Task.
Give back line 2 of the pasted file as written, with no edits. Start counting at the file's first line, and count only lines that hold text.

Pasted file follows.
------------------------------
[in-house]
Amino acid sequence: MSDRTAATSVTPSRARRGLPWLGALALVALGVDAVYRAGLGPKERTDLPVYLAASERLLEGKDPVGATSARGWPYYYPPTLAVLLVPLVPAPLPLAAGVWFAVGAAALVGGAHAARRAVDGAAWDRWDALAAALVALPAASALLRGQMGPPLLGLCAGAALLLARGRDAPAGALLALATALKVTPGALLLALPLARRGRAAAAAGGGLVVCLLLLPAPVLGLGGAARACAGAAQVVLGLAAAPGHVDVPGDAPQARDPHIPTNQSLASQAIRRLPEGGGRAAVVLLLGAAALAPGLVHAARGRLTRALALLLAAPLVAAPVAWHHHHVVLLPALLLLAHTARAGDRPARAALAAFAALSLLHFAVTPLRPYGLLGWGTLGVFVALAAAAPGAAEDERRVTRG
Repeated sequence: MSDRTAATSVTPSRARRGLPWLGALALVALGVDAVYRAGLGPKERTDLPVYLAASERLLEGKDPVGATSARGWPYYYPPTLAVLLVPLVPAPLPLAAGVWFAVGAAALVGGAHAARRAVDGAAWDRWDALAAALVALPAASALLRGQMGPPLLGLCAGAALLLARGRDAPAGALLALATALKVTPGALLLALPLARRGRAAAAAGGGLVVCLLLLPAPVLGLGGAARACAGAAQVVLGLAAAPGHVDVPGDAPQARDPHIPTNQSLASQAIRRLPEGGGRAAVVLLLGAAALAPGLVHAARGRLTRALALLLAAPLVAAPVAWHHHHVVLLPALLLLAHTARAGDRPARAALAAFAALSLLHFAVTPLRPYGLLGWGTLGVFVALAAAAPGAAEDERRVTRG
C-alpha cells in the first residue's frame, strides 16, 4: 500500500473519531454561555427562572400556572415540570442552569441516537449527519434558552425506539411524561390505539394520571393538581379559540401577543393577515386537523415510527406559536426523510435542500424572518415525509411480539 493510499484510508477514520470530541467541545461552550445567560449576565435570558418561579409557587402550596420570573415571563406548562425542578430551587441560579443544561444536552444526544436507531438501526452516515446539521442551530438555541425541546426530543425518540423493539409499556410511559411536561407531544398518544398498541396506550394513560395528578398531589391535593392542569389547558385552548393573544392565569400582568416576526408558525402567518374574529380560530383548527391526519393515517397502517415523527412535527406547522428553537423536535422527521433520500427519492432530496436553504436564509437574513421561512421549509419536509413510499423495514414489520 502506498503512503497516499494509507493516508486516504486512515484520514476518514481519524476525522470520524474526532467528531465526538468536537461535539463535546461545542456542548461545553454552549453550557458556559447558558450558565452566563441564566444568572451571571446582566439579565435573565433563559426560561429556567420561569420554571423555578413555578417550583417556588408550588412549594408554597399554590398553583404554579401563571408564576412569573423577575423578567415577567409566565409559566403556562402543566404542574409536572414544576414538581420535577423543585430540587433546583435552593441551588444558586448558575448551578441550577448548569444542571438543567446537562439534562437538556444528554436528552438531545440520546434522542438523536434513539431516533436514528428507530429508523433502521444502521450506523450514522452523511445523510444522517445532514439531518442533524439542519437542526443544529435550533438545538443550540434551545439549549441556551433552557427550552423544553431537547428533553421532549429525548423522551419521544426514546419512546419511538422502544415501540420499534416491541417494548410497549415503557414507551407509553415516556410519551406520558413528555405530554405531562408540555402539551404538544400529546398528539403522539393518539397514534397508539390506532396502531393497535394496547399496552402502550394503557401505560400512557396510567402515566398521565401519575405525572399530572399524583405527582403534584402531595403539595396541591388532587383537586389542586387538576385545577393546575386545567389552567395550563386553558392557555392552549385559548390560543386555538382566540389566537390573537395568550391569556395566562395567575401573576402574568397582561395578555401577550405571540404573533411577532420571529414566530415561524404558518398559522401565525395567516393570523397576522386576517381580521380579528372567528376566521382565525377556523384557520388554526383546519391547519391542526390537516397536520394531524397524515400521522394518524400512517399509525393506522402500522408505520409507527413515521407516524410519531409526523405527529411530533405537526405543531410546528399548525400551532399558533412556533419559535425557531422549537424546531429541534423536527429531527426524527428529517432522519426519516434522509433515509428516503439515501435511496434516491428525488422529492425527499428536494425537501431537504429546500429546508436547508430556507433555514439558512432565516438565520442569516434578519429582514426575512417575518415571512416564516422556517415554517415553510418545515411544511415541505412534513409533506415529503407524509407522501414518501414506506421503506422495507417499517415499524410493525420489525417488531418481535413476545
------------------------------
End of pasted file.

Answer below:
Amino acid sequence: MSDRTAATSVTPSRARRGLPWLGALALVALGVDAVYRAGLGPKERTDLPVYLAASERLLEGKDPVGATSARGWPYYYPPTLAVLLVPLVPAPLPLAAGVWFAVGAAALVGGAHAARRAVDGAAWDRWDALAAALVALPAASALLRGQMGPPLLGLCAGAALLLARGRDAPAGALLALATALKVTPGALLLALPLARRGRAAAAAGGGLVVCLLLLPAPVLGLGGAARACAGAAQVVLGLAAAPGHVDVPGDAPQARDPHIPTNQSLASQAIRRLPEGGGRAAVVLLLGAAALAPGLVHAARGRLTRALALLLAAPLVAAPVAWHHHHVVLLPALLLLAHTARAGDRPARAALAAFAALSLLHFAVTPLRPYGLLGWGTLGVFVALAAAAPGAAEDERRVTRG